Sosa’s name appears on an engraved stone outside of Wrigley Field and there is a flag on the roof of the stadium that pays tribute to the slugger’s record-breaking 66 home runs from 1998.
But Sosa would like his number retired, along with the other Cubs greats, and it’s currently being used by rookie outfielder Tyler Colvin.
“That number should be untouchable because of the things that I did for
that organization,” Sosa said. “That right there shows me that they
don’t care about me, and they don’t want to have a good relationship
The steroid era tainted the legacy of many of the last decade’s stars, but some have found a way to hug it out and be re-embraced. Mark McGwire owned up to using performance-enhancers this offseason in a teary interview with MLB Network’s Bob Costas and now he is serving as the hitting coach of the Cardinals. Jason Giambi apologized for his mistakes in 2005 and sends the Coors Field crowd into an uproar when he pinch-hits now in Colorado. Andy Pettitte has moved on, and is going to play a major role in the Yankees’ quest for a 28th World Series this October.
The path to forgiveness must start with an apology, and Sosa has yet to acknowledge that he deceived the Wrigley Field faithful in the 90s and early 2000s. He must come clean or the current feelings in Chicago and around the game of baseball are doubtful to change.
Major League Baseball told Kolten Wong to ditch Hawaii tribute sleeve
Derrick Goold of the St. Louis Post-Dispatch reports that Major League Baseball has told Cardinals infielder Kolten Wong that he has to get rid of the colorful arm sleeve he’s been wearing, pictured above, that pays tribute to his native Hawaii and seeks to raise awareness of recovery efforts from the destruction caused by the erupting Mount Kilauea.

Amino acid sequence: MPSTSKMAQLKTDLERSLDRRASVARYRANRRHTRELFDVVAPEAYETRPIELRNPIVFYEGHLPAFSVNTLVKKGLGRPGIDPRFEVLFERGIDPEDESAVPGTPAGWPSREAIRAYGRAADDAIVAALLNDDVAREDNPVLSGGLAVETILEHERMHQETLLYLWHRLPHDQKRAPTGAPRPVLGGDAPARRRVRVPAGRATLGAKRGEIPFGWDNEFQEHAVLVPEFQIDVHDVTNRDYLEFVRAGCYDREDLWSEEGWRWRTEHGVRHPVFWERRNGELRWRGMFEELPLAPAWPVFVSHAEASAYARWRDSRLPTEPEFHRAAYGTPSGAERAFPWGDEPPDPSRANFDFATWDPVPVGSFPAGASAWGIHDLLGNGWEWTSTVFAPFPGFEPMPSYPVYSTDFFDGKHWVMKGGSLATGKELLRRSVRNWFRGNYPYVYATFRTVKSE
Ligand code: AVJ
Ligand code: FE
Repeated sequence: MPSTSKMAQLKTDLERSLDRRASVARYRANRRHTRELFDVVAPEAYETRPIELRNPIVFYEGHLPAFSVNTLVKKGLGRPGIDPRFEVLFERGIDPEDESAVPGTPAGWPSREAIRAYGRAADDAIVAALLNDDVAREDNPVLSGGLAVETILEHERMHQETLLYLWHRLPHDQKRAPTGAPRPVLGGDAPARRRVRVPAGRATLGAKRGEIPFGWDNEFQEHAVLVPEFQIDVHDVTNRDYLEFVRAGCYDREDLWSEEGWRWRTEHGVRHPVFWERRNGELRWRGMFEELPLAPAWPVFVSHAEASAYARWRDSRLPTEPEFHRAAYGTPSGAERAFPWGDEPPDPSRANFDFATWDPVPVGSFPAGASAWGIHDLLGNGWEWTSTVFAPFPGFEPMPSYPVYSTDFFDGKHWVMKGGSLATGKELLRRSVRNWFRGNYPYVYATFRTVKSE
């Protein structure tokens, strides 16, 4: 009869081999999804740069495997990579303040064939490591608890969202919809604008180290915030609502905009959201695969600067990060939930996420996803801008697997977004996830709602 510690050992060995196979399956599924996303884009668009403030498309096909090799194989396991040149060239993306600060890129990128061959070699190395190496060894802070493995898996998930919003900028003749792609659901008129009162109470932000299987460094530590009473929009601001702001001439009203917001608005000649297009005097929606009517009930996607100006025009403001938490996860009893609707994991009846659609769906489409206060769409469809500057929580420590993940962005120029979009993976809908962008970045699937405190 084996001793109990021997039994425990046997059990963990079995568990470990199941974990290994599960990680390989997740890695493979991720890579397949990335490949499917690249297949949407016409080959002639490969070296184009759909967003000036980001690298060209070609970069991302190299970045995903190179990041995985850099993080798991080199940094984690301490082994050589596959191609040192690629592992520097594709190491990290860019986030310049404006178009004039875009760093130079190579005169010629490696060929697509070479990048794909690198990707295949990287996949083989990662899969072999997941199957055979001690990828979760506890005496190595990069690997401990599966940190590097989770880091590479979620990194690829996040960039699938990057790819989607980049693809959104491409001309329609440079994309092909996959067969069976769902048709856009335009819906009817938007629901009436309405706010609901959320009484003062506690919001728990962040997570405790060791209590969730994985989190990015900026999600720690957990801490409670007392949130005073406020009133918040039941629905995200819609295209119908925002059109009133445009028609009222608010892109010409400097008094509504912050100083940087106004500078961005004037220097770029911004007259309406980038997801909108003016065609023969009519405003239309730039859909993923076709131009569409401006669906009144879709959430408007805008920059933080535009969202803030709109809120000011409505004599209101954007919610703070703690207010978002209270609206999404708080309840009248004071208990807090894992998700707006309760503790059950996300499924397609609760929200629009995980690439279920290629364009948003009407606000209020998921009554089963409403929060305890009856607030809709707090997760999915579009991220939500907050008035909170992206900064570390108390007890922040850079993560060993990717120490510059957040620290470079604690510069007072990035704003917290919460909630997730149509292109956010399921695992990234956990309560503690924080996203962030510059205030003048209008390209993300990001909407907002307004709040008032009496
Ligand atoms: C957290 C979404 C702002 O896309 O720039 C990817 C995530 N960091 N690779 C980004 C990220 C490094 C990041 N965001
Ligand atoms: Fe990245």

[Wong] has been notified by Major League Baseball that he will face a fine if he continues to wear an unapproved sleeve that features Hawaiian emblem. Wong said he will stash the sleeve, like Jose Martinez had to do with his Venezuelan-flag sleeve, and find other ways to call attention to his home island.
None of these guys are being singled out, it seems. Rather, this is all part of a wider sweep Major League Baseball is making with respect to the uniformity of uniforms. As Goold notes at the end of his piece, however, MLB has no problem whatsoever with players wearing a non-uniform article of underclothing as long as it’s from an MLB corporate sponsor. Such as this sleeve worn by Marcell Ozuna, and supplied by Nike that, last I checked, were not in keeping with the traditional St. Louis Cardinals livery:
If Nike was trying to get people to buy Hawaii or Venezuela compression sleeves, I’m sure there would be no issue here. They’re not, however, and it seems like creating awareness and support for people suffering from natural, political and humanitarian disasters do not impress the powers that be nearly as much.